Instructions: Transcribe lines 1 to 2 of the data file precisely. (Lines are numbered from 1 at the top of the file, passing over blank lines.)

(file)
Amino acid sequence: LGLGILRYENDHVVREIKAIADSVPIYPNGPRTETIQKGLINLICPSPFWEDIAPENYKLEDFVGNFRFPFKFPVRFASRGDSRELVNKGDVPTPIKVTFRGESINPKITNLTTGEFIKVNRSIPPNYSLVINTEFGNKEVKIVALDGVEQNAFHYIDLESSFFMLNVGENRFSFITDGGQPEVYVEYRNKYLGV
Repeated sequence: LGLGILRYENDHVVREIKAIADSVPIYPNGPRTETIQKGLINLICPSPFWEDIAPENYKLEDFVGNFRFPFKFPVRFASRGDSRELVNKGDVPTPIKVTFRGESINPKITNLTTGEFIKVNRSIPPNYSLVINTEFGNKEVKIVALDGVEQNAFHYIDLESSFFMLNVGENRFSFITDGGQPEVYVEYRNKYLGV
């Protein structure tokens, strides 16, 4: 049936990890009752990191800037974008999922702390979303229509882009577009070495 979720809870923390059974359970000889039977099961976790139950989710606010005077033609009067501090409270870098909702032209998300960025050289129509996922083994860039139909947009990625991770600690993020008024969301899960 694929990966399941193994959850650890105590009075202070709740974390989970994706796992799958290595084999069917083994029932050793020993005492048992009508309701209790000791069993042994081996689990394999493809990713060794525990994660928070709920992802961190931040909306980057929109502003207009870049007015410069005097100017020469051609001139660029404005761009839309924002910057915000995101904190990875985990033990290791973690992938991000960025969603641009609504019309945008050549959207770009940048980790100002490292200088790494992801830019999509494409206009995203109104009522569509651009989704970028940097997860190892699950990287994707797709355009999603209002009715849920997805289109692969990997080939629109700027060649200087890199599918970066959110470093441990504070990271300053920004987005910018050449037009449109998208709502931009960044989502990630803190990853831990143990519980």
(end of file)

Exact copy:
Amino acid sequence: LGLGILRYENDHVVREIKAIADSVPIYPNGPRTETIQKGLINLICPSPFWEDIAPENYKLEDFVGNFRFPFKFPVRFASRGDSRELVNKGDVPTPIKVTFRGESINPKITNLTTGEFIKVNRSIPPNYSLVINTEFGNKEVKIVALDGVEQNAFHYIDLESSFFMLNVGENRFSFITDGGQPEVYVEYRNKYLGV
Repeated sequence: LGLGILRYENDHVVREIKAIADSVPIYPNGPRTETIQKGLINLICPSPFWEDIAPENYKLEDFVGNFRFPFKFPVRFASRGDSRELVNKGDVPTPIKVTFRGESINPKITNLTTGEFIKVNRSIPPNYSLVINTEFGNKEVKIVALDGVEQNAFHYIDLESSFFMLNVGENRFSFITDGGQPEVYVEYRNKYLGV